Generally speaking, a business interruption claim allows an insured business owner to file a claim for income lost because of an accident. For example, if you are forced to cease operation at your plant because of an explosion, you may be able to collect compensation for lost income while the chemical plant is repaired. If your business has suffered damage because of a safety law violation, contact Arnold & Itkin to discuss your options—you may be eligible to file a business interruption insurance claim. Our lawyers are skilled negotiators and can help.

Proper Plant Design Can Prevent Future Accidents

A chemical plant should be designed to decrease hazards and risks, specifically with explosions and overall exposure. Not only that, the design must be done in a way that will also limit the risks for those working at the plant and in the community. What enables the plant locations to be safe and efficient are the necessary routine maintenance checks, as well as frequent employee training. Without these three key factors (design, maintenance, and training) a facility becomes more dangerous and a possible hazard for accidents leading to explosions.

The design of a chemical plant needs to be catered uniquely to the types of materials that will be handled on-site. Taking these points into consideration during the planning stages of the building is absolutely crucial. Why? Because understanding what specific chemicals will be used will determine factors such as the size of the site, different types of operating manuals for facility start-up and shut down, among other details. Before the construction process even begins, plants must consult manufacturers for the equipment they will need (in order to provide adequate spaces for each tool), as well as laboratories for testing. Aspects that need to be taken into consideration when building a plant also include not only the size of the location but the impact on the environment, operational, capital and maintenance costs, etc.

Other factors that need to be addressed before construction include:

  • Rate of flow
  • Working pressures
  • Water and electricity availability
  • Temperatures needed for specific chemicals

Contact Arnold & Itkin Today at (888) 493-1629 for a Free Case Review

If you have been hurt in a chemical plant explosion because your employer failed to follow safety procedures, you may be entitled to compensation. Arnold & Itkin have helped thousands of clients recover the compensation they deserve. We have recovered billions of dollars on behalf of clients, and this equips us to achieve the best possible results for your case. If you or a loved one has been hurt, call our experienced plant and refinery accident lawyers today. When you contact us, we can help you understand your legal circumstances, rights, and options.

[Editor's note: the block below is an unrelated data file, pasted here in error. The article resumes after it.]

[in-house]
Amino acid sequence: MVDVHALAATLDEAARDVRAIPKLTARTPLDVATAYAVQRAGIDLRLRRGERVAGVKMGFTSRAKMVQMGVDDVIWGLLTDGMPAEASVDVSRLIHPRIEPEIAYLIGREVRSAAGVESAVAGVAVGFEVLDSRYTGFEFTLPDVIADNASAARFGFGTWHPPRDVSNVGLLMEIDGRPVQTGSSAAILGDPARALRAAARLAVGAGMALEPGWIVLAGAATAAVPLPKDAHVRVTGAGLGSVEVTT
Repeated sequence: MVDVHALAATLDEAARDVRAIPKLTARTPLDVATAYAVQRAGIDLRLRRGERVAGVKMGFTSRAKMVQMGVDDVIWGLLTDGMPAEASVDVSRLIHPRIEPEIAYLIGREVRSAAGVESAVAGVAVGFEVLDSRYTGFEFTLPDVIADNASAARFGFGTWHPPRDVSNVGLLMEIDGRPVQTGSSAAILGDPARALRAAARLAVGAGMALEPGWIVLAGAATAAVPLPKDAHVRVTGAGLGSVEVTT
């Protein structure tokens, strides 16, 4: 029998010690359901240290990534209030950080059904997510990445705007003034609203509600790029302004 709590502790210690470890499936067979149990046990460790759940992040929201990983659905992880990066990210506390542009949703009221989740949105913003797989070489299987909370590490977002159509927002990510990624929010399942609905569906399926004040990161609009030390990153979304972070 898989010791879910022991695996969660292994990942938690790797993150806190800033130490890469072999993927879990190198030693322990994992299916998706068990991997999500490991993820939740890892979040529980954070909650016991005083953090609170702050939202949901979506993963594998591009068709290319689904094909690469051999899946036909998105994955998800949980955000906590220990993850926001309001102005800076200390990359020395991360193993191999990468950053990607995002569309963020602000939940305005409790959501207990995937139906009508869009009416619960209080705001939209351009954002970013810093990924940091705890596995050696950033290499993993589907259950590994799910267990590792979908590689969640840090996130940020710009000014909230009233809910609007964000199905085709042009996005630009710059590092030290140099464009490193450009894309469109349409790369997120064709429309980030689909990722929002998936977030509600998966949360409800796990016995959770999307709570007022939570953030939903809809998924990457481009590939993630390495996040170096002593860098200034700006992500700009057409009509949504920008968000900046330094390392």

Call today and see what a top-rated attorney from Arnold & Itkin can do for you: (888) 493-1629.

Common Questions

  • What Are the Main Causes of Chemical Plant Accidents?

    There are four common causes of chemical plant disasters: human error, poor training, defective equipment, and poor or infrequent maintenance. Chemical plant accidents can be caused by any one of these factors, but most explosions, firesspills, and other disasters are a result of multiple factors interacting. For instance, defective equipment might not cause an explosion alone, but defective equipment and improper training might.
  • Are Chemical Plant Accidents Preventable?

    The vast majority of chemical plant accidents are absolutely preventable. Good safety practices, frequent maintenance, and clear documentation all go a long way to preventing most chemical plant disasters. For instance, the 2013 Williams Olefins plant explosion in Geismar was caused in part by poor communication and unsafe equipment. That explosion might have been prevented with a $5 piece of equipment and a safer procedure.
  • How Do Employers Prevent Chemical Plant Accidents?

    The most basic way to prevent disasters at chemical plants is with carbon monoxide detectors, fire extinguishers, proper ventilation, well-maintained safety valves, and other safety features. However, many chemical plant injuries are caused by a culture where safety is simply not enforced. Ultimately, employers know what it would take to make their workplaces far safer; they're just unwilling to follow through because it would cut into their bottom line. Holding companies accountable for negligence is the best way to ensure worker safety.